It is said that one of the main achievements by living abroad is that you get to know yourself much better. And you also probably end up being more aware about your surroundings. If that is actually the case for me, I don’t know. Others have to judge that. But it is for sure that I do try to be more aware about the people around me. Who are them? Where are they from? Things like that. One thing that strikes me is that it seems to be a lot of foreigners in Norway! And let me quickly stress that this is not meant to be a racist comment. It is a comparison between what I see at the streets of Oslo and what I observed in Mumbai. In Mumbai, it seems like most people are, well, Indians. Yes, I know that I can’t really see the difference between an Indian, a Bangladesh and maybe even a Pakistani, but I guess you understand what I mean. But in Oslo I can very easily see the difference between a Norwegian, a Filipino and Japanese. And I can also very easily hear the difference between Norwegian, Polish and Spanish. Even Norwegian and Swedish is clearly different. Off course I know it is the holiday season right now, so all the Japanese I see here probably don’t live in Norway, but it is quite interesting to see all different nationalities here.
In order to find out more about this, I decided to try to find some more statistics about it. According to SSB 12, 2 % of people in Norway are from people from another country. Oslo has the highest population of foreigners, with 27 % (or as many as 170.000, a bit less than one area in Andheri…)
It is interesting, and absolutely not chocking to see that most of the immigrants are from European countries. Honestly I thought that the Swedes were the most, but it seems like the Polish have now completely outnumbered them. That was honestly a bit chocking for me to see. But at the other hand, I know that there have been a lot of them coming here after Poland became a member of the European Union. Another interesting fact is that if you look at the number of Norwegian-born to immigrant parents, the Pakistanis are a huge majority. This is not at all strange. The main reason for this I think is that the Pakistanis are among the people who first immigrated to Norway. Now it is the second or third generation growing up here.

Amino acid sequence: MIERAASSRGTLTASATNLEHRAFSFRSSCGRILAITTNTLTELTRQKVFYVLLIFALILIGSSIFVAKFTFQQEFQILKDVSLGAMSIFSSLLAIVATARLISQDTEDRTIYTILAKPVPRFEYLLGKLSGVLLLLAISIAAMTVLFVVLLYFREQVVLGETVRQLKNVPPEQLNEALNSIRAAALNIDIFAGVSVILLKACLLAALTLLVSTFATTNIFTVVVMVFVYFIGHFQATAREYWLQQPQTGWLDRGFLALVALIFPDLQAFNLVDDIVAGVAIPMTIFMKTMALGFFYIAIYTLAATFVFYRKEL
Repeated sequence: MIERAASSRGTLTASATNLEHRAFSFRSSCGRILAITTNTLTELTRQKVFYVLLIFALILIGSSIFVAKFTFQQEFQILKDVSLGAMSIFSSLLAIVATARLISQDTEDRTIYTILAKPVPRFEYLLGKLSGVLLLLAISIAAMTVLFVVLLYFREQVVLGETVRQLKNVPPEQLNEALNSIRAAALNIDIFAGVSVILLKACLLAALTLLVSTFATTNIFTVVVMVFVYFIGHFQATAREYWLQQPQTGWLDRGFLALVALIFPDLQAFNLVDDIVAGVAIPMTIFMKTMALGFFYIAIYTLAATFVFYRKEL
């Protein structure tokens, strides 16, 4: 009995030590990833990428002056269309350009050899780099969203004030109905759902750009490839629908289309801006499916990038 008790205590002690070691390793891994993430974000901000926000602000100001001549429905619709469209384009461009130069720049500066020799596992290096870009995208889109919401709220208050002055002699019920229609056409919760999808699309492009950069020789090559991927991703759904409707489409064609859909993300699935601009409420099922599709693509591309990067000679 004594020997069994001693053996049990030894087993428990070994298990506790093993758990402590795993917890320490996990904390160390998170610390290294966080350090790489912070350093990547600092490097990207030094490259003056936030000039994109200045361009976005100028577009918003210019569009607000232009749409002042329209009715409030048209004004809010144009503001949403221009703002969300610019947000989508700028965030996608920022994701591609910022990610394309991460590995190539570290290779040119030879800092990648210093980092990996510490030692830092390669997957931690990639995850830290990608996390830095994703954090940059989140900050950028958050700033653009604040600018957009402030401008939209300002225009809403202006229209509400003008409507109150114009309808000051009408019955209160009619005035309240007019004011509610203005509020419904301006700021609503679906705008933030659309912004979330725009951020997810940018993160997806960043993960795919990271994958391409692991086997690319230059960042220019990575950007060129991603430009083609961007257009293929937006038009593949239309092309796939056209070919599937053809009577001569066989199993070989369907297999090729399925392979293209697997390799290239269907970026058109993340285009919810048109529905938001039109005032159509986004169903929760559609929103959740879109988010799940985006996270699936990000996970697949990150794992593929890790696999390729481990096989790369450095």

When I tried to find the same numbers for India or Mumbai I only ended up with this paper about taxation from PwC. Surely something that should interest me, but not really what I was looking for.
One funny anecdote to wrap up this post; When I left India, I got an Indian national cricket team T-shirt from some friends (actually, I got two). When I went to the local grocery shop a few days ago I for some reason was wearing this shirt. Two of the people working in the shop (of the total three I think) were actually from India. They both came over to me and asked where I had got this shirt from. I guess it was the first time they had ever seen a Norwegian in an Indian cricket shirt. On the way home I was stopped by an elder man. “This was a nice sight” he said (in Norwegian). It turned out that he was from Mumbai and had been living in Norway from more than 20 years! He was quite surprised to learn that I actually currently live in Mumbai.
Talk to you soon!